Y&R's Alzheimer's story intensifies; Alzheimer's Association credited for guidance

Posted Friday, December 08, 2017 6:12:06 PM
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Y&R's Alzheimer's story intensifies; Alzheimer's Association credited for guidance

The Young and the Restless has been working with the Alzheimer's Association to bring viewers one of the most emotionally raw storylines seen on the number one soap opera.

The Young and the Restless is proving once again why it's the nation's number one soap opera with the recent storyline in which Abbott family matriarch, Dina Mergeron (Marla Adams), was diagnosed with Alzheimer's disease.

The tearjerker story was the brainchild of the soap's new executive producer and head writer, Mal Young, whose mother battled the disease that affects more than five million people in the United States. Y&R chose to partner with the Alzheimer's Association to bring the story to life and to create a PSA that airs after the Friday, December 8, episode. The "CBS Cares" PSA features Daytime Emmy winner Peter Bergman, who plays Dina's son, Jack Abbott, encouraging viewers to visit the Alzheimer's Association website to learn how to recognize the warning signs and symptoms of the disease and to find more information on caregiving and support.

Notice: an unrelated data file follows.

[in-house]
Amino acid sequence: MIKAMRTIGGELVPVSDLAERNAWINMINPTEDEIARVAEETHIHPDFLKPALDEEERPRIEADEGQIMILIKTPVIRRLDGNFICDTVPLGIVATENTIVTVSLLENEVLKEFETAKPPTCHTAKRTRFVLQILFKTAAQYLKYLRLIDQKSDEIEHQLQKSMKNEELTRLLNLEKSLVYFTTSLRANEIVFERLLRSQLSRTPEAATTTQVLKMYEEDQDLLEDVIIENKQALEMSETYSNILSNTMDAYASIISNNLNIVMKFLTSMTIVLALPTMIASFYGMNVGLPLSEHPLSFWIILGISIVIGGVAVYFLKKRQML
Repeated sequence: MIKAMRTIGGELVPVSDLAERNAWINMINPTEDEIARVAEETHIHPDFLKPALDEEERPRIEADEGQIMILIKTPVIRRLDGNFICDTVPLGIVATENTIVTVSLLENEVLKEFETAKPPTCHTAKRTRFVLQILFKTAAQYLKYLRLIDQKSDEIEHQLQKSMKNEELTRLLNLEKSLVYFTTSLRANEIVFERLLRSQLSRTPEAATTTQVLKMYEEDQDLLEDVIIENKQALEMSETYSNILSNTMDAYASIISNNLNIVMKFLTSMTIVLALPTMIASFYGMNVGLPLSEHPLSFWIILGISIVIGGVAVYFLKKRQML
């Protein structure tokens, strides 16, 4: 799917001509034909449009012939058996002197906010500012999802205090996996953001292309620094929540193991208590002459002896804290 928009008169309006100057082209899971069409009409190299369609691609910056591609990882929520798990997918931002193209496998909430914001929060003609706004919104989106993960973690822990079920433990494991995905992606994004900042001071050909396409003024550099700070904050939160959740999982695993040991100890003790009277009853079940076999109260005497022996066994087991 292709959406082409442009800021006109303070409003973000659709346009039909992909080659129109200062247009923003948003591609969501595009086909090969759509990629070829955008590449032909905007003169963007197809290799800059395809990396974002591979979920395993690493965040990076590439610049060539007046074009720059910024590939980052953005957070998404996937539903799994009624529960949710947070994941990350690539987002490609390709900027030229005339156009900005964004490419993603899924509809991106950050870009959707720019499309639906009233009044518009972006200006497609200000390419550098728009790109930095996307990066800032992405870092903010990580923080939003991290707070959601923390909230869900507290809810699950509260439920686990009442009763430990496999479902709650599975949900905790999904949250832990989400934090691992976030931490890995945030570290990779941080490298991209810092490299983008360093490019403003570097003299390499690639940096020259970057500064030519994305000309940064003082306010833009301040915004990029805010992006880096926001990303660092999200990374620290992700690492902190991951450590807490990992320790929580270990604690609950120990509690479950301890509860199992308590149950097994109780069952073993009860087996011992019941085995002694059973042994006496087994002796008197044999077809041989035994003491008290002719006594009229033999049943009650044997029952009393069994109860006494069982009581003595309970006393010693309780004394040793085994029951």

"The Young and the Restless has a long and proud tradition of addressing real-life issues that our audience connects with in their daily lives. Alzheimer's is a disease that affects so many of our viewers," says Young in an official statement. "It's our intention not only to entertain and educate, but to provide support to our viewers by telling stories featuring characters they have grown to love and trust."

Adds Beth Kallmyer, vice president of care and support for the Alzheimer's Association: "We are grateful to The Young and the Restless for shining a light on Alzheimer's and its impact on people in the U.S. living with the disease and their families. We hope that, through this storyline, viewers will learn more about the disease and its warning signs. No family should face Alzheimer's alone, and we encourage all those impacted by the disease to reach out to the Alzheimer's Association for guidance, support and resources."

The Alzheimer's Association has provided guidance in telling this story since it began earlier this year and will continue to partner with Y&R as it sensitively depicts the progression of Dina's disease. Viewers can expect to see how Alzheimer's affects both the patient and her family, who serve as caregivers.

What do you think about Y&R telling an Alzheimer's story? What do you think about the way they're portraying Dina's battle with the disease? We want to hear from you -- and there are many ways you can share your thoughts.

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